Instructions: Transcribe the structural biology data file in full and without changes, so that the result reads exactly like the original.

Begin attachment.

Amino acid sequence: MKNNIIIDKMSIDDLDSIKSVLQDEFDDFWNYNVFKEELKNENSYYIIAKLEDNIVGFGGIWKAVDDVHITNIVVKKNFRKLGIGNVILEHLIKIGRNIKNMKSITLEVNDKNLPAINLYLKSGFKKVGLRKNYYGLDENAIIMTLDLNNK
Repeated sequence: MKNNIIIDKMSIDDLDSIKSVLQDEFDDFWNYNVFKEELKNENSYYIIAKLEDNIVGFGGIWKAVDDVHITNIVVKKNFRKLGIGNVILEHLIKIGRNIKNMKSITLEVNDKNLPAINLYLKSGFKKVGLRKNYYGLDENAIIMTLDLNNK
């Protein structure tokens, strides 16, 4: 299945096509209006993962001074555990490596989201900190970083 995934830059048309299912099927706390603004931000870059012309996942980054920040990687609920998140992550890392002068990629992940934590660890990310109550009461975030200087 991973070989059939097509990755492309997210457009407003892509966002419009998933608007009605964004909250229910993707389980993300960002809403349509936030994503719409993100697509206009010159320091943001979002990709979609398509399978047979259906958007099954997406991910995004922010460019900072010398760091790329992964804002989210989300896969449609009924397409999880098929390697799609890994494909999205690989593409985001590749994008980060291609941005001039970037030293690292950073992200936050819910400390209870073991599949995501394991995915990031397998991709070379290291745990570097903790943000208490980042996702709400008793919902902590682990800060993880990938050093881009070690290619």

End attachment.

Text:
Amino acid sequence: MKNNIIIDKMSIDDLDSIKSVLQDEFDDFWNYNVFKEELKNENSYYIIAKLEDNIVGFGGIWKAVDDVHITNIVVKKNFRKLGIGNVILEHLIKIGRNIKNMKSITLEVNDKNLPAINLYLKSGFKKVGLRKNYYGLDENAIIMTLDLNNK
Repeated sequence: MKNNIIIDKMSIDDLDSIKSVLQDEFDDFWNYNVFKEELKNENSYYIIAKLEDNIVGFGGIWKAVDDVHITNIVVKKNFRKLGIGNVILEHLIKIGRNIKNMKSITLEVNDKNLPAINLYLKSGFKKVGLRKNYYGLDENAIIMTLDLNNK
């Protein structure tokens, strides 16, 4: 299945096509209006993962001074555990490596989201900190970083 995934830059048309299912099927706390603004931000870059012309996942980054920040990687609920998140992550890392002068990629992940934590660890990310109550009461975030200087 991973070989059939097509990755492309997210457009407003892509966002419009998933608007009605964004909250229910993707389980993300960002809403349509936030994503719409993100697509206009010159320091943001979002990709979609398509399978047979259906958007099954997406991910995004922010460019900072010398760091790329992964804002989210989300896969449609009924397409999880098929390697799609890994494909999205690989593409985001590749994008980060291609941005001039970037030293690292950073992200936050819910400390209870073991599949995501394991995915990031397998991709070379290291745990570097903790943000208490980042996702709400008793919902902590682990800060993880990938050093881009070690290619």